Literally, it’s quite confusing. On one side we can use “this” rule. But on the other side we have to use another. When we say teachers taught, we can’t say preachers praught. Why? I myself don’t know. And as I was reading this text, there are many things that kept running through my head. I wondered who in the right mind would say that you can fill in a form by filling it out, that a guinea pig is neither a pig nor did it came from Guinea, and noses run while feet smell. But I guess, that makes English unique.

Jon Bon Jovi Endaya Timones said...

Jon Bon Jovi Endaya Timones
IV-Albert Einstein

Seeing the first sentence gives you an idea of what the article is all about. It shows the complexity of the English language that we normally can not notice. We go with the flow of the present culture, believing that the English language is perfect, but by reading this article, you will just laugh about the errors or flaws that you didn’t notice when using such words.
I appreciate the way the author presents his ideas in a hilarious way. Because of this, the reader is kept alive while reading the article. He never gets bored because aside from the good topic, he also has good examples.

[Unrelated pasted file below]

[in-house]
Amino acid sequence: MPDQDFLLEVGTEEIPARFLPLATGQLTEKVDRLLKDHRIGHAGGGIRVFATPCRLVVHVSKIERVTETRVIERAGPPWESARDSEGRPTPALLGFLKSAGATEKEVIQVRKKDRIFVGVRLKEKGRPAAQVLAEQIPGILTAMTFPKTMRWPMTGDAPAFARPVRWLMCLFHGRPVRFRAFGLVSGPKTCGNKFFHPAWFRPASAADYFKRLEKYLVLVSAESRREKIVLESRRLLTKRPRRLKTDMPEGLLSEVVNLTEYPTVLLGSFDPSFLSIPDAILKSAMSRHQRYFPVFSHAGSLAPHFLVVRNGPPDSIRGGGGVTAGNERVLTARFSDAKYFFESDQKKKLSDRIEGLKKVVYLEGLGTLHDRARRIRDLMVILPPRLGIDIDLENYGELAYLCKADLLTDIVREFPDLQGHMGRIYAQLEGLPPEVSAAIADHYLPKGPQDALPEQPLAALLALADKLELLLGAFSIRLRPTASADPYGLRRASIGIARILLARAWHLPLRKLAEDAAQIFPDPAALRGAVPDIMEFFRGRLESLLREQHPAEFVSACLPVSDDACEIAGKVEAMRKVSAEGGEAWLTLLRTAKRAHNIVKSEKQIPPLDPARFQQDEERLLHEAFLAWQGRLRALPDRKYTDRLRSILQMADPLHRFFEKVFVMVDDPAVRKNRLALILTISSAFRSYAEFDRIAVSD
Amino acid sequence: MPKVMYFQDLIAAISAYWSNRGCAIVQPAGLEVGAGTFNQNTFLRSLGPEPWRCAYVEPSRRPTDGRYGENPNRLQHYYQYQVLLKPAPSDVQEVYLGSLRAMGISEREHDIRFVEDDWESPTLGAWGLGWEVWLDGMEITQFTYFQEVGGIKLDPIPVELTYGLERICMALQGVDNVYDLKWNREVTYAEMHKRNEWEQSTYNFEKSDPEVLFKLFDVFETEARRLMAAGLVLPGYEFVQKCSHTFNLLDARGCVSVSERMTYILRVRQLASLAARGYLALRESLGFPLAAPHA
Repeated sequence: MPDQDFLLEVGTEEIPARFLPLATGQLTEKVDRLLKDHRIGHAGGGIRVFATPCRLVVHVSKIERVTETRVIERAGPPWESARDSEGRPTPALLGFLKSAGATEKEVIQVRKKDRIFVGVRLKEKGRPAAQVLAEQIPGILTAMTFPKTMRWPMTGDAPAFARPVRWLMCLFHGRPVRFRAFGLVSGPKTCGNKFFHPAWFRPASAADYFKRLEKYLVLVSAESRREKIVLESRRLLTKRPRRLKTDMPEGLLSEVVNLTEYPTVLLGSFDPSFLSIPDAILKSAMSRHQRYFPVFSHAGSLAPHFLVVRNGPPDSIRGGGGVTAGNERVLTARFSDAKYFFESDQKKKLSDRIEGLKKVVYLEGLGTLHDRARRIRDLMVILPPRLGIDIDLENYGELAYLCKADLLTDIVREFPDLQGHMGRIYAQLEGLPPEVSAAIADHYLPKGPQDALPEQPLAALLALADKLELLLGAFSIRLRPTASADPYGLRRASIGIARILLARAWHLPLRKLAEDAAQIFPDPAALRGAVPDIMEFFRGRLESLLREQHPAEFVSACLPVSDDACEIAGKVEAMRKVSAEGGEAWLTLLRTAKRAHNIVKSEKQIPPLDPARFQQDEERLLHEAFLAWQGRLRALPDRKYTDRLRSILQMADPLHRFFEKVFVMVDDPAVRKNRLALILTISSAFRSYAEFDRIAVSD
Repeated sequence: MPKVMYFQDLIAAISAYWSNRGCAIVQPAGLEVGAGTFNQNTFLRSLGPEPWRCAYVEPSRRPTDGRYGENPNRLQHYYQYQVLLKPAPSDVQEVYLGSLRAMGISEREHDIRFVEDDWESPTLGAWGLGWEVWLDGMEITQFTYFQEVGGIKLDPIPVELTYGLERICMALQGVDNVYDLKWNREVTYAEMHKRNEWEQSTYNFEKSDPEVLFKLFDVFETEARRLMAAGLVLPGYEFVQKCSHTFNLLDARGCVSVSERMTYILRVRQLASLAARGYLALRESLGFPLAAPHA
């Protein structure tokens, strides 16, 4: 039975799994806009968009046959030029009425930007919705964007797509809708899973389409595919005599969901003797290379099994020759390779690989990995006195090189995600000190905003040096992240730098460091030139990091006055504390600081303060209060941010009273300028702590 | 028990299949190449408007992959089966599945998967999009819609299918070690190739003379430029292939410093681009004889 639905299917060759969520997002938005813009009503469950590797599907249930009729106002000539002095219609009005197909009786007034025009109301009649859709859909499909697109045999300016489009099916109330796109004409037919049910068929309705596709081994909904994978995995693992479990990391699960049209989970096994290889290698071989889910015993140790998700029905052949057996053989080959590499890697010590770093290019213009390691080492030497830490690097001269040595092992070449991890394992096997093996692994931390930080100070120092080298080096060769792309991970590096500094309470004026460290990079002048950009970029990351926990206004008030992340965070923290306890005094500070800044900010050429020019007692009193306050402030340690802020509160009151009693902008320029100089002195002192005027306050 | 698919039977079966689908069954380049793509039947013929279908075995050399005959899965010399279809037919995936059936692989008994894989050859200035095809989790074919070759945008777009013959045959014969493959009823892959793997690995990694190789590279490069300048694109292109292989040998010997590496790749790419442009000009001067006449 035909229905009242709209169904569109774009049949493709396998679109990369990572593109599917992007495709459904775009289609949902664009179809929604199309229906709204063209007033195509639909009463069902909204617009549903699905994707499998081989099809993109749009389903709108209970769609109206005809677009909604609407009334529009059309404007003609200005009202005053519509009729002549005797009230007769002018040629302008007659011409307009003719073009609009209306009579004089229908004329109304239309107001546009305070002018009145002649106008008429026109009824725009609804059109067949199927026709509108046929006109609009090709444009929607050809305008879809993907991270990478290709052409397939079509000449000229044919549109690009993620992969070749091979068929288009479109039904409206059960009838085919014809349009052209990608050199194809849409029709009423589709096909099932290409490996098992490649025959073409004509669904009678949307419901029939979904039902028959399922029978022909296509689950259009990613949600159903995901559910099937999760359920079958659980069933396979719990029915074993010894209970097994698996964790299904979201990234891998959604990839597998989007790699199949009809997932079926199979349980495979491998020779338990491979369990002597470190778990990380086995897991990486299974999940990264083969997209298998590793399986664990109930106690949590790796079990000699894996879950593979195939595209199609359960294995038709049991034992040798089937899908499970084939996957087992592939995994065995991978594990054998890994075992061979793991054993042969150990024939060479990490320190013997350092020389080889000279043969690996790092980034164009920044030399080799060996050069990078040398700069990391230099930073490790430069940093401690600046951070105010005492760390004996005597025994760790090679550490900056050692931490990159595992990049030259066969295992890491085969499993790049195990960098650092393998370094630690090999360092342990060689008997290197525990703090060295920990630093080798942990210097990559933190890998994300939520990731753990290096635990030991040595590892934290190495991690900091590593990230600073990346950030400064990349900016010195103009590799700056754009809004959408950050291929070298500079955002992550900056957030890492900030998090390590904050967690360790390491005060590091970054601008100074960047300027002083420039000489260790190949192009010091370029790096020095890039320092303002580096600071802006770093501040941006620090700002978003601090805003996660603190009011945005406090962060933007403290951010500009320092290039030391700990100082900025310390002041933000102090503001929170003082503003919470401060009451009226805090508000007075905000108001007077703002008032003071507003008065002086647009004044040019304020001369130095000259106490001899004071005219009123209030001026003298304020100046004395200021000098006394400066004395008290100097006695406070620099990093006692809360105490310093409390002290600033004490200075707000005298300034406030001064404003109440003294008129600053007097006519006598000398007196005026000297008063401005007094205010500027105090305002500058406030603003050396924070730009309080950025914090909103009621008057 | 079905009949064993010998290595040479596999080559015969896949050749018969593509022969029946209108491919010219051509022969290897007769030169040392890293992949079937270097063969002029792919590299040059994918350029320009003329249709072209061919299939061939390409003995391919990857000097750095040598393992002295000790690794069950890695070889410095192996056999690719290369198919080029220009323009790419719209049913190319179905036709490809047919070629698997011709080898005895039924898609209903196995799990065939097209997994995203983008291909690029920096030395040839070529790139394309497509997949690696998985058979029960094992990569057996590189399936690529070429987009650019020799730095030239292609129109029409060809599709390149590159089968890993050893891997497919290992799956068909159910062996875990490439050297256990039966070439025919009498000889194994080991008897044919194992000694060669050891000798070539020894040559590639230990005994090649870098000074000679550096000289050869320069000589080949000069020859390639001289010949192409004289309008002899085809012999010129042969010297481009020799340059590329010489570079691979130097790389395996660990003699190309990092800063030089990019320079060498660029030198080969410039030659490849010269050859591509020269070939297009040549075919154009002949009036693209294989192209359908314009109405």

After reading this article, my concept about Filipinos was changed. I thought that Filipinos, especially the Filipino language, is the only language that has its own spoofs. I didn’t expect that the English language also has its flaws. Thanks to this article, my confidence in promoting Filipino language was reinforced.

Mark Tristan Angelo Morena Cabatac said...

I find this article about the english language amusing and interesting. The examples and comparisons made are witty. I agree that languages reflect the creativity of the people who composed them. However, I think that what makes language interesting is the irony of the phrases and words and how it is used by a certain race. The samples that the author used explores the complexity of the english language, although they are compared to a more literal level. But for me, both figurative and literal meanings, language has to offer are both good.

Julia Nina Somera Moncada said...

This essay really reminds me of the questions I asked as a kid. I didn't understand why tooth can't be pluralized as "tooths" or why the word "cutted" was wrong. I didn't understand why there were so many grammar rules. I asked my past English language teachers some of my questions though they never answered me. So I looked for the answers myself.

I figured out that some things like the "boxing ring" actually had some historical backgrounds. A boxing ring was originally round. But, I never found out the answer to the "tooth-teeth" question.

I thought I was weird to ask all those questions. I guess I'm not the only one who asks those questions.